Configuring saddle height relative to the ground disregards the bottom bracket height. Modern bicycles are built with higher bottom brackets – in order to provide more ground clearance when going over any bumps and cornering.
      Old-style bikes could be set to an optimal saddle height (relative to the BB), with the rider still being able to reach the ground with their toes without getting out of the saddle.
      Modern frames, however, would require the saddle to be set too low relative to the BB in order to allow the rider to reach the ground while being in the saddle. That would mean more load on the knees while riding.
      I’ve explained these basic frame-design differences and bicycle fitting basics in this video:
      Bicycle frame geometry and bicycle fit basics explained
      It is possible to easily get on and off a bicycle at every stop, even if one can’t reach the ground from the saddle. I’ve demonstrated the technique in a separate video (so far only in my native language, but the moves work for any language and country 🙂 ):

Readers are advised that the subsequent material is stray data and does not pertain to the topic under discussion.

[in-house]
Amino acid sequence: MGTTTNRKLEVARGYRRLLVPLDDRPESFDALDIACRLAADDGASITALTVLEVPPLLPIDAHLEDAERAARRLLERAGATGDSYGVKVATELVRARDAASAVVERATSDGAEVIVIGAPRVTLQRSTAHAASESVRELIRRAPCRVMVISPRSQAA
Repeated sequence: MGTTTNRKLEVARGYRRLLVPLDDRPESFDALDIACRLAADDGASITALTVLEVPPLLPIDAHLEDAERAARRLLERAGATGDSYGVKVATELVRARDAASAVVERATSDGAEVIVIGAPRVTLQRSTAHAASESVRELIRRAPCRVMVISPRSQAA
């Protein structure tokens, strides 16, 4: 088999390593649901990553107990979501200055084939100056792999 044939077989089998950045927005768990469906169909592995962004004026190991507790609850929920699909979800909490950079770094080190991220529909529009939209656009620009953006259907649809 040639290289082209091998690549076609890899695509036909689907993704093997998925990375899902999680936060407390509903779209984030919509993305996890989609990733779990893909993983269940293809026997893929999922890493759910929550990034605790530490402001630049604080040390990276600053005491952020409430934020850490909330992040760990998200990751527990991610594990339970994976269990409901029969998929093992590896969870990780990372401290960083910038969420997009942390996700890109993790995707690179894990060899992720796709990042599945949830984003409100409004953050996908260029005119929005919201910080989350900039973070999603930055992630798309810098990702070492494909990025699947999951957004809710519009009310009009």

Starting and stopping with a bicycle
      So, based on my knowledge, education and experience, saddle height should be configured relative to the BB height, not relative to the ground.
      Different people have different experiences and different opinions – but this one is mine.
      Relja
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    Rudy
    22/08/2021 at 08:25
    BB is high and unsuitable for a city ride on MOUNTAIN (not comfort) bikes. One cannot get off and on the bike in city numerous red lights – it is not feasible. The bike capitals of the world are Amsterdam and Copenhagen…people use comfort bikes and tiptoe at stopping. Do not confuse bikes use for sport with comfort city rides.
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      Relja
      22/08/2021 at 09:39
      Hi Rudy,
      Yes, some comfort bikes are still made with lower BBs. Not all though (at least from what I’ve seen).
      My city, Novi Sad, is like a Serbian Amsterdam. 🙂 A huge number of cyclists and very good cycling infrastructure. Many people here “tiptoe at stopping” – and then ride on with their saddles noticeably too low.